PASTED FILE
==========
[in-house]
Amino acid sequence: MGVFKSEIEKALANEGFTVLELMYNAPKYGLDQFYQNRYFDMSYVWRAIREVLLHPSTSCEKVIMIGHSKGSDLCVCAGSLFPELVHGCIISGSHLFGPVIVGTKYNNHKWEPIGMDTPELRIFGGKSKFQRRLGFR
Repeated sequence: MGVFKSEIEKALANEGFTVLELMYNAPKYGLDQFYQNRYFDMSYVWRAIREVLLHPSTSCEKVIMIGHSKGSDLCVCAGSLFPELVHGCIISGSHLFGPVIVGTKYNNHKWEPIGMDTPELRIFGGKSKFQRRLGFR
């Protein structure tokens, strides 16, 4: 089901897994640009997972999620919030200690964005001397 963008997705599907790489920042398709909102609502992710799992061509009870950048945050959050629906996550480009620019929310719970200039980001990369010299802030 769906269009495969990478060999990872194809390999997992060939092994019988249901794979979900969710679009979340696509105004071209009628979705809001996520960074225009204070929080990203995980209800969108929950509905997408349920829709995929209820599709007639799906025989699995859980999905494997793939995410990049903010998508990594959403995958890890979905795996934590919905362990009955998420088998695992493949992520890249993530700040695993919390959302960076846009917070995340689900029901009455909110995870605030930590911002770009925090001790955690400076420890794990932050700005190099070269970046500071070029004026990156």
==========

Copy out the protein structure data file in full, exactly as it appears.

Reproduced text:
[in-house]
Amino acid sequence: MGVFKSEIEKALANEGFTVLELMYNAPKYGLDQFYQNRYFDMSYVWRAIREVLLHPSTSCEKVIMIGHSKGSDLCVCAGSLFPELVHGCIISGSHLFGPVIVGTKYNNHKWEPIGMDTPELRIFGGKSKFQRRLGFR
Repeated sequence: MGVFKSEIEKALANEGFTVLELMYNAPKYGLDQFYQNRYFDMSYVWRAIREVLLHPSTSCEKVIMIGHSKGSDLCVCAGSLFPELVHGCIISGSHLFGPVIVGTKYNNHKWEPIGMDTPELRIFGGKSKFQRRLGFR
């Protein structure tokens, strides 16, 4: 089901897994640009997972999620919030200690964005001397 963008997705599907790489920042398709909102609502992710799992061509009870950048945050959050629906996550480009620019929310719970200039980001990369010299802030 769906269009495969990478060999990872194809390999997992060939092994019988249901794979979900969710679009979340696509105004071209009628979705809001996520960074225009204070929080990203995980209800969108929950509905997408349920829709995929209820599709007639799906025989699995859980999905494997793939995410990049903010998508990594959403995958890890979905795996934590919905362990009955998420088998695992493949992520890249993530700040695993919390959302960076846009917070995340689900029901009455909110995870605030930590911002770009925090001790955690400076420890794990932050700005190099070269970046500071070029004026990156």